Innovation and Entrepreneurship has always been engrained in the culture and DNA of Detroit. From the creation of novel, soulful Motown music to the conception of the automobile industry, innovation serves as a distinguishing factor and the unique label for Detroit. However, in 2013, the city of Detroit declared bankruptcy, converting this inventive city into one of despair, economic depression, increased unemployment, and dejection. Yet, despite facing this hardship, Detroiters have been motivated to persist and use their innovative DNA to foster initiatives that have the goal of reviving their beloved city. Today, Detroit exists as a flourishing and booming hub for innovative and entrepreneurial startups as they create revenue and job opportunities, slowly reviving the city. Thus, the key source of the change in narrative for Detroit, and the reason Detroit refuses to succumb to depression is innovation—Detroit’s cure.
TechTown and Innovation.
My role as a DukeEngage Detroit participant is to actively listen to the current models of innovative revitalization. One of the manners in which I have been approaching tackling some of Detroit’s current largest issues is by listening and aiding my work partner: TechTown Detroit, with Andy and Xin. Our overarching goal is to aid in this regeneration process by learning about the general principles of innovation and entrepreneurship and applying these to the context of Detroit, by thinking creatively regarding problem solving with TechTown to formulate innovative solutions, by gaining knowledge around the social sector, and by developing community-based solutions. More specifically as an organization, TechTown Detroit is a non-profit technology accelerator and incubator that provides with little means to launch and grow their businesses by providing event space, networking connections, workshops, mentorship programs, and coworking space. More importantly, TechTown serves as a building block for a robust community of mentors, investors, ideators, business and corporate partners. Fostering this community has catalyzed a chain reaction in Detroit’s ecosystem in which emerging businesses become established, creating employment opportunities for thousands of people, causing an influx in capitol and overall opportunity.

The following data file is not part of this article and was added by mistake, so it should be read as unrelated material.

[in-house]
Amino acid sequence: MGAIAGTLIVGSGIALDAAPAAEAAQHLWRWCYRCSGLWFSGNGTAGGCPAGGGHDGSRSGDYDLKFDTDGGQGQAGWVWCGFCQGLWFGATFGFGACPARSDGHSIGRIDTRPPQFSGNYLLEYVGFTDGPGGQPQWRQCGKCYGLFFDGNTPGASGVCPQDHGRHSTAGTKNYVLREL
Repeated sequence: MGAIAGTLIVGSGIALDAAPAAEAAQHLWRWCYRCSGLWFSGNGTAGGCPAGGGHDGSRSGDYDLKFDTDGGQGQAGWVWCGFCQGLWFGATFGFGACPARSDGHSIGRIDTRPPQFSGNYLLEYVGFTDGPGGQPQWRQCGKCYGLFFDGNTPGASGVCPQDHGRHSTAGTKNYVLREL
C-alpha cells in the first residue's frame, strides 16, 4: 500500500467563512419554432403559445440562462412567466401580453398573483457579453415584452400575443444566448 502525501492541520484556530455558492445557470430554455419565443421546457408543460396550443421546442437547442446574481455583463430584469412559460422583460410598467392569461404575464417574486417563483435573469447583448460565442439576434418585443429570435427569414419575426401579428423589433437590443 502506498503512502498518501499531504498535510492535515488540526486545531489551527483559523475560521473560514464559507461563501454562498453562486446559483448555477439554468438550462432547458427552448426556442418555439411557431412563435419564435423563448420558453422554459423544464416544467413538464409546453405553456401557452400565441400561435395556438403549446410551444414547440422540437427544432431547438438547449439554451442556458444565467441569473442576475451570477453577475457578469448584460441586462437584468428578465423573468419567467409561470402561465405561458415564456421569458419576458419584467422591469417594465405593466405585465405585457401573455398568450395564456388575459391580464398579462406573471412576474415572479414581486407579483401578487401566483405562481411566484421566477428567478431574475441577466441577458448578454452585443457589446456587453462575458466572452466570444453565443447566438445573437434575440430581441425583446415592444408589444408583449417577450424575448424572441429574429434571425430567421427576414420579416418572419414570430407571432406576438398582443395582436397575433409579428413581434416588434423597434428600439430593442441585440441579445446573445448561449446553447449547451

My job is to be the person TechTown needs in this moment, to do my best in providing the services they require, and to maintain the mentality that small incremental change leads to lasting, sizable social impact. Specifically, I will be working on three tasks.
Currently there only exists a newsletter that is infrequently sent from TechTown to place-based alumni, providing little communication to these alumni and almost no communication to all other TechTown alumni. Moreover, neither additional events nor networking social groups are available post-program as resources specifically to alumni. This deficiency in alumni programming events may discourage continued involvement with TechTown and future partnerships. This creates a problem that we need to address: our first task. Andy, Xin, and I will examine the needs of past alumni from all TechTown programs, divided by tech startups and local (place-based) businesses through sending two sets of surveys for each respective group. Survey results will be examined to better provide resources for the alumni of TechTown and discover the meaning behind being a TechTown alum. In doing so, we will analyze the type of programming requested and general feedback to formulate programs that facilitate better engagement between TechTown and alumni, as well as among alumni.
TechTown currently lacks a system for effective customer relationship management (CRM), which acts as a medium for interaction among potential and current developers. By implementing a CRM, TechTown can ease the process of pairing software developers with local startups through increasing its efficiency and consistency, with the goal of having these developers potentially become Chief Technology Officers (CTOs) for their startup companies. This creates a second task for us. We will establish a foundation on which a CRM can be developed through interviews with relevant TechTown staff and exploratory research into the criteria that startup companies desire in developer candidates. Potential incentives can be provided to encourage participation within this network. We will also incorporate them into TechTown’s professional service network (PSN) and provide resources to ensure a smooth partnership between the developer and the startup. The matching process will be based on the characteristics that the developers demonstrate, ranging from programming language mastery to software development experience to relevant training in technology.
Our third task relates to the Wayne State University Innovation Studio, a partnership between Wayne State University and TechTown that is serving as a bridge between students interested in innovation and entrepreneurship with TechTown’s resources. The program aims to allow students to transform their business ideas or even side hustles into sustainable, marketable and robust businesses that they can pursue in the future. As students, we offer a unique perspective and are acting as consultants who can give genuine feedback from a student lens. We are recommending events, speakers, topics, and even spaces to catalyze engagement and overall are aiming to inspire students like ourselves to invest their time in innovation.